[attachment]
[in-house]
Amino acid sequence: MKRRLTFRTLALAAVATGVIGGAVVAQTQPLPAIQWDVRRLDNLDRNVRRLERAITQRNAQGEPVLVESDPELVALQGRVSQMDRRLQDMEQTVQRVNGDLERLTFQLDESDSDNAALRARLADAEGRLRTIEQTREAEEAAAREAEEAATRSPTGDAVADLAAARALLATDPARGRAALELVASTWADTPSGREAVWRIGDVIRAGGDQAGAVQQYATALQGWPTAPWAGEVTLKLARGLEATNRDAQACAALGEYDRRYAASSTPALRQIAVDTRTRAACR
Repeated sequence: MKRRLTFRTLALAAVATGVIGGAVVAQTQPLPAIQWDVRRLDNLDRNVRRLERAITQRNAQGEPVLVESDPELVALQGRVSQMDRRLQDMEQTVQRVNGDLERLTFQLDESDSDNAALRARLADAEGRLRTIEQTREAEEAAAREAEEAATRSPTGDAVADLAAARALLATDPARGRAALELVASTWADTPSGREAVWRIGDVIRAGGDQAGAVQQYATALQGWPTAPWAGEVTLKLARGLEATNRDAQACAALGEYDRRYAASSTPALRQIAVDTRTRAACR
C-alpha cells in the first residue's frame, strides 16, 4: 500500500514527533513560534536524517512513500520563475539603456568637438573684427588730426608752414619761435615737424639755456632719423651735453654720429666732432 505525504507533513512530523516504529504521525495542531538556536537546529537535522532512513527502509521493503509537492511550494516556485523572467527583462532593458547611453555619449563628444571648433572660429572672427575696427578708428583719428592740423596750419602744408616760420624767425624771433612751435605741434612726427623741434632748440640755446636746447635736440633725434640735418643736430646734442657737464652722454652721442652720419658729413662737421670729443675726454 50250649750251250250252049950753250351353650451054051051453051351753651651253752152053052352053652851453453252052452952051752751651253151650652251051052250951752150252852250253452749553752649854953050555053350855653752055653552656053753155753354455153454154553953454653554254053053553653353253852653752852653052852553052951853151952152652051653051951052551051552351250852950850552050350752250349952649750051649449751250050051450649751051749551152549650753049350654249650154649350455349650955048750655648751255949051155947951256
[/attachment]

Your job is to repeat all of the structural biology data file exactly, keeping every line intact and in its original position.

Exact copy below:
[in-house]
Amino acid sequence: MKRRLTFRTLALAAVATGVIGGAVVAQTQPLPAIQWDVRRLDNLDRNVRRLERAITQRNAQGEPVLVESDPELVALQGRVSQMDRRLQDMEQTVQRVNGDLERLTFQLDESDSDNAALRARLADAEGRLRTIEQTREAEEAAAREAEEAATRSPTGDAVADLAAARALLATDPARGRAALELVASTWADTPSGREAVWRIGDVIRAGGDQAGAVQQYATALQGWPTAPWAGEVTLKLARGLEATNRDAQACAALGEYDRRYAASSTPALRQIAVDTRTRAACR
Repeated sequence: MKRRLTFRTLALAAVATGVIGGAVVAQTQPLPAIQWDVRRLDNLDRNVRRLERAITQRNAQGEPVLVESDPELVALQGRVSQMDRRLQDMEQTVQRVNGDLERLTFQLDESDSDNAALRARLADAEGRLRTIEQTREAEEAAAREAEEAATRSPTGDAVADLAAARALLATDPARGRAALELVASTWADTPSGREAVWRIGDVIRAGGDQAGAVQQYATALQGWPTAPWAGEVTLKLARGLEATNRDAQACAALGEYDRRYAASSTPALRQIAVDTRTRAACR
C-alpha cells in the first residue's frame, strides 16, 4: 500500500514527533513560534536524517512513500520563475539603456568637438573684427588730426608752414619761435615737424639755456632719423651735453654720429666732432 505525504507533513512530523516504529504521525495542531538556536537546529537535522532512513527502509521493503509537492511550494516556485523572467527583462532593458547611453555619449563628444571648433572660429572672427575696427578708428583719428592740423596750419602744408616760420624767425624771433612751435605741434612726427623741434632748440640755446636746447635736440633725434640735418643736430646734442657737464652722454652721442652720419658729413662737421670729443675726454 50250649750251250250252049950753250351353650451054051051453051351753651651253752152053052352053652851453453252052452952051752751651253151650652251051052250951752150252852250253452749553752649854953050555053350855653752055653552656053753155753354455153454154553953454653554254053053553653353253852653752852653052852553052951853151952152652051653051951052551051552351250852950850552050350752250349952649750051649449751250050051450649751051749551152549650753049350654249650154649350455349650955048750655648751255949051155947951256